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  1. #1
    Senior Member Cipher's Avatar
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    Seat Post To Small?

    I am presently in the middle of building my new read bike and ran into a little problem. I have a Syncros Titanium seat tube that is 27.0 MM. The seat tube dia. is 27.2. (Minimal but I didn't want to take a chance). I ran down to my LBS looking at possible shim options, and they had the part, cost was $8.99. The Mechanic there suggested I save my money, take and cut the ends off a Coke can, and use this as a shim. Through a little trial and error, I came up with a shim that is about 1¼" wide x 3¾" long, and it worked perfectly. My hats off to the Mech. Any one else w/similar 'quick and painless' (to the wallet) fixes out there???
    Speed Kills...It kills those that don't have it!

  2. #2
    Senior Member mike's Avatar
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    I don't know about titanium, but aluminum bonds to steel eventually. For this reason, I don't use cola cans for shim stock.

    Instead, I use pieces of plastic bottles for shim stock and it works well.
    Mike

  3. #3
    Licensed Bike Geek Davet's Avatar
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    Most hobby shops and some hardware stores carry brass shimstock, which is not very expensive, that comes in different thickness.

    BTW, Greg traded his tandem for a new one with S&S couplers.

  4. #4
    Senior Member Cipher's Avatar
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    ("aluminum bonds to steel eventually")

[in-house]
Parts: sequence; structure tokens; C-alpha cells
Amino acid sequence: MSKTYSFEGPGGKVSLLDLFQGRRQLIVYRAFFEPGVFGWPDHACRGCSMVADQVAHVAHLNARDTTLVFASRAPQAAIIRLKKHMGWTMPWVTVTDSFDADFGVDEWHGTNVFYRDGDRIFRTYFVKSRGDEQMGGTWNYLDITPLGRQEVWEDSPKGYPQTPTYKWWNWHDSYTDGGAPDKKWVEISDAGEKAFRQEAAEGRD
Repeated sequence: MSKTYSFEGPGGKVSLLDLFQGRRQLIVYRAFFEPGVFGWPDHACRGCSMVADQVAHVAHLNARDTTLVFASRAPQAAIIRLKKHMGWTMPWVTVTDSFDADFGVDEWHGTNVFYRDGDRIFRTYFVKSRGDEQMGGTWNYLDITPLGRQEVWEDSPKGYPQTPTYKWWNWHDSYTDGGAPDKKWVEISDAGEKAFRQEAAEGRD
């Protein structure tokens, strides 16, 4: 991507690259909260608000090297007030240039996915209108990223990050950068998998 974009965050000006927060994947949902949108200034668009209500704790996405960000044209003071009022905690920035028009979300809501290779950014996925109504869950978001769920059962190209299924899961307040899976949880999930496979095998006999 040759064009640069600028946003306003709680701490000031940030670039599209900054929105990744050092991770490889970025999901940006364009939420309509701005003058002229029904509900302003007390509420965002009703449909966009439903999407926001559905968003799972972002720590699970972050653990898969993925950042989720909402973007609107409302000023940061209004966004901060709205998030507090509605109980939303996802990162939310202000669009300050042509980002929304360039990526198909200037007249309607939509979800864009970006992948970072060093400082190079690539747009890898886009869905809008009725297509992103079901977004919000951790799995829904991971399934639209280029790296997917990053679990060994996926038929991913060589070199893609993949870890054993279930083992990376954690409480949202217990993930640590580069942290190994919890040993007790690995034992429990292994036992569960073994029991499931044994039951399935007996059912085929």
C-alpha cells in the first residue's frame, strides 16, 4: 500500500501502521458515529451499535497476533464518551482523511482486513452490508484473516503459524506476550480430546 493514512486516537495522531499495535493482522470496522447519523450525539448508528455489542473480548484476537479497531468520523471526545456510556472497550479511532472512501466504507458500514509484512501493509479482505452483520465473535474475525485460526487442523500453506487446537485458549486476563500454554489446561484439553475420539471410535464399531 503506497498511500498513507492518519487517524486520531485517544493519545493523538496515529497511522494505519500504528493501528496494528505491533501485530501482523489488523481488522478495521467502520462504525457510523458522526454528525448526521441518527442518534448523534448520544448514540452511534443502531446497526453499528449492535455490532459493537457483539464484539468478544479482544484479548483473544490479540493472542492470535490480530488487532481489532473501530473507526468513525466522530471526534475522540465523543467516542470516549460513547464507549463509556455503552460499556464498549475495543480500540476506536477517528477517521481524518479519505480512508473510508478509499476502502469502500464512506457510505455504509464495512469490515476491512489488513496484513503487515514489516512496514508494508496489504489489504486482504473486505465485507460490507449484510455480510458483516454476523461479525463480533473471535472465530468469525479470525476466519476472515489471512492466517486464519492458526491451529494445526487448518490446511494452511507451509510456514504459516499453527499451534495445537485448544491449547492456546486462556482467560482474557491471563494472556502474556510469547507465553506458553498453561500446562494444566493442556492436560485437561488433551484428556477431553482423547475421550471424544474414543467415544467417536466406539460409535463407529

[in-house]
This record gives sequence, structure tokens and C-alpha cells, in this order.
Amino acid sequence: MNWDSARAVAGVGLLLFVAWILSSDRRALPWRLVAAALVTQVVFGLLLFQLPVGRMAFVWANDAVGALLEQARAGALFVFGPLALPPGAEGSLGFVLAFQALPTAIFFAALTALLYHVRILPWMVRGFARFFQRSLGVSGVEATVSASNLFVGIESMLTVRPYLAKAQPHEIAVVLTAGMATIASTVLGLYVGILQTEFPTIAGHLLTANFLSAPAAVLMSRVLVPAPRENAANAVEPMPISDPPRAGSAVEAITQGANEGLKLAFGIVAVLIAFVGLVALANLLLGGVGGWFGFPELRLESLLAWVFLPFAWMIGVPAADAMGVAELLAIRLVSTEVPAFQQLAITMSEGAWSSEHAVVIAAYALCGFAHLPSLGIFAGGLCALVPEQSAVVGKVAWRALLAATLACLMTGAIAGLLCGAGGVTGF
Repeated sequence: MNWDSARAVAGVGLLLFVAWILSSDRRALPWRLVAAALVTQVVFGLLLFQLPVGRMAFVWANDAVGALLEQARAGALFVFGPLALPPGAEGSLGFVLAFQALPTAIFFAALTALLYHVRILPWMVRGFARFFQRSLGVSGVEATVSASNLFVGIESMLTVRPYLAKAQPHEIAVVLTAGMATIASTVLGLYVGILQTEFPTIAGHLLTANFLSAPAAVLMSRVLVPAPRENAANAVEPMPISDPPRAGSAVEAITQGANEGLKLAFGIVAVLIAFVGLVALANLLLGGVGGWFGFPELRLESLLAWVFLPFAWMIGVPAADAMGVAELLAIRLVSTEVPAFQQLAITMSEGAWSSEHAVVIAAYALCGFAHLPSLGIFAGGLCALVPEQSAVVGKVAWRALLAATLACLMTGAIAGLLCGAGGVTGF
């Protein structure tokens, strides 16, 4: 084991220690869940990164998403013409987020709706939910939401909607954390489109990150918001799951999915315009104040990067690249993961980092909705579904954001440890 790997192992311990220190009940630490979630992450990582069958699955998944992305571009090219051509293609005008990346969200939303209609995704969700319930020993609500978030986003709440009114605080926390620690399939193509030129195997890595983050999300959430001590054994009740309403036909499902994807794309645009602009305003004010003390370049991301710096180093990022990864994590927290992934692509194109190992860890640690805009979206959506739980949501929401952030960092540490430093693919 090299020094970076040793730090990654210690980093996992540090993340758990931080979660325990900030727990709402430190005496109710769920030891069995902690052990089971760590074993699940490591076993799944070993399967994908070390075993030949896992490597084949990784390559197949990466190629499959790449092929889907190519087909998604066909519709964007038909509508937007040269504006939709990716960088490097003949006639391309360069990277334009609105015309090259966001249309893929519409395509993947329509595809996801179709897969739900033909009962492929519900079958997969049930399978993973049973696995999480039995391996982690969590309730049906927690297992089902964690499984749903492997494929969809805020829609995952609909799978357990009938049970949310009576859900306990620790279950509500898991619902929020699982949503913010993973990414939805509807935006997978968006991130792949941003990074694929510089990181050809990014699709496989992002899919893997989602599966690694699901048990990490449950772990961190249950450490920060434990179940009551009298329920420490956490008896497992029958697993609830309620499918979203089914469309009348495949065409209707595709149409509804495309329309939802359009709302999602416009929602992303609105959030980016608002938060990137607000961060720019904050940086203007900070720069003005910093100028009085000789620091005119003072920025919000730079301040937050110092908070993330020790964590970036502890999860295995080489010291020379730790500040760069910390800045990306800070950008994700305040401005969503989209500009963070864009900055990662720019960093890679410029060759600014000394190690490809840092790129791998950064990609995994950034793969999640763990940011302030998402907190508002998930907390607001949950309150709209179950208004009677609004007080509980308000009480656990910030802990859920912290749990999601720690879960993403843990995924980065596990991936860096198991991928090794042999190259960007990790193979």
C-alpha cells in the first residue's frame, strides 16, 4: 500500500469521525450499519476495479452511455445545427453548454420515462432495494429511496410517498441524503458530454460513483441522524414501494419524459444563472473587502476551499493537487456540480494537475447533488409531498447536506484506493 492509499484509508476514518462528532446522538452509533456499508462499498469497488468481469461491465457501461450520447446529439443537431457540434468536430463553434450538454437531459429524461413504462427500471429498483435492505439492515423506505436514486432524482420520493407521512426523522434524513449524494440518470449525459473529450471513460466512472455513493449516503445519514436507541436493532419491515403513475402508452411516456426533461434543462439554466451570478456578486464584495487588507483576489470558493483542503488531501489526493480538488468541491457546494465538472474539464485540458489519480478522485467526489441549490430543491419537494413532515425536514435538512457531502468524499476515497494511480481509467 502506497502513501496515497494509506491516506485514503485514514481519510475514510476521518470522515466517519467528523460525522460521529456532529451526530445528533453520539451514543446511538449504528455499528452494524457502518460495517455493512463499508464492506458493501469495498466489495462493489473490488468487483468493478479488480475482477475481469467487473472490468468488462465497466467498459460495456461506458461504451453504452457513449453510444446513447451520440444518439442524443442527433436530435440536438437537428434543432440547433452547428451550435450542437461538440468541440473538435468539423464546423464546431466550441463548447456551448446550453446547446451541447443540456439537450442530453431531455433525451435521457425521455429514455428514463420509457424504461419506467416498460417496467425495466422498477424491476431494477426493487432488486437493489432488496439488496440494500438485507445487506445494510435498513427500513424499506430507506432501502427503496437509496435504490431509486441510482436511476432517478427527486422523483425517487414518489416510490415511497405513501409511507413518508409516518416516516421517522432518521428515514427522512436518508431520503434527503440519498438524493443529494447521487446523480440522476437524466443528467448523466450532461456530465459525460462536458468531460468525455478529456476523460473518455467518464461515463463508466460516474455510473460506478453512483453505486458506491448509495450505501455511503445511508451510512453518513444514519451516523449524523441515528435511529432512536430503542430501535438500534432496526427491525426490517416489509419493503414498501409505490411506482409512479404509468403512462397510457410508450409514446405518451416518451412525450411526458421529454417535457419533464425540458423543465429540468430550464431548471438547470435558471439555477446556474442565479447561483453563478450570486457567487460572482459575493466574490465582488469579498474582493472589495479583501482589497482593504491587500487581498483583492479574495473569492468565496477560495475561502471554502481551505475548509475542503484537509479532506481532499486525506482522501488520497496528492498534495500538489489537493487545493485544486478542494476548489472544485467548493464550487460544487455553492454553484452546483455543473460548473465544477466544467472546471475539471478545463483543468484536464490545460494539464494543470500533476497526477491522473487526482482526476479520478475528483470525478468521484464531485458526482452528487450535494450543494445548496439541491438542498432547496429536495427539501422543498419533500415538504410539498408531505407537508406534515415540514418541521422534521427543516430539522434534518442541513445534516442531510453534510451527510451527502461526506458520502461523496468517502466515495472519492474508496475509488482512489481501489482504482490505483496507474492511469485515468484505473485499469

If that's the case, how could they get away with using all the aluminum seat posts that are on the market w/the various makes of steel frames?

    Originally posted by mike
    Instead, I use pieces of plastic bottles for shim stock and it works well.
    I like this idea though! :thumbup:
    Speed Kills...It kills those that don't have it!

  5. #5
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    Originally posted by mike
    I don't know about titanium, but aluminum bonds to steel eventually. For this reason, I don't use cola cans for shim stock.

    Grease.

  6. #6
    Senior Member mike's Avatar
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    Originally posted by Cipher
    ("aluminum bonds to steel eventually")
    If that's the case, how could they get away with using all the aluminum seat posts that are on the market w/the various makes of steel frames?



    I like this idea though! :thumbup:
    Better bikes don't mix aluminum posts with steel frames.

    Usually, this combination is found on the lower-end bikes. Sure enough, though, just because it is being done doesn't mean there isn't a problem.

    Grease does help to some extent, but common grease does not seem to prevent the aluminum and steel from eventually bonding.

    Once you spend a day cursing and sweating trying to free up a frozen seat post, you will know what I am talking about.
    Mike

  7. #7
    Licensed Bike Geek Davet's Avatar
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    "Better bikes don't mix aluminum posts with steel frames.
    Usually, this combination is found on the lower-end bikes. Sure enough, though, just because it is being done doesn't mean there isn't a problem. "

    ....don't mix aluminum posts with steel frames?!? Almost every good steel bike (Serotta, Bianchi etc.) I've seen in the recent past has had an alumimum seat post. A few have had Ti posts, and even fewer have carbon posts.

    Disimilar metals act like a battery, causing corrosion. Any interruption of the galvanic action by putting a barrier (grease) between the two metals will not allow the corrosion to take place. Any grease, when properly applied will prevent the corrosion.

  8. #8
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    Originally posted by mike


    Better bikes don't mix aluminum posts with steel frames.

    ROTFLMFAO...................where can I get lightweight quality steel posts to go with my quality steel frames??

  9. #9
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    Umm....Mike....A steel frame with a steel post is the epitome of a cheap-**** bike. All decent steel frame road bikes use aluminum posts. Have for 25 years......
    Je vais à vélo, donc je suis!

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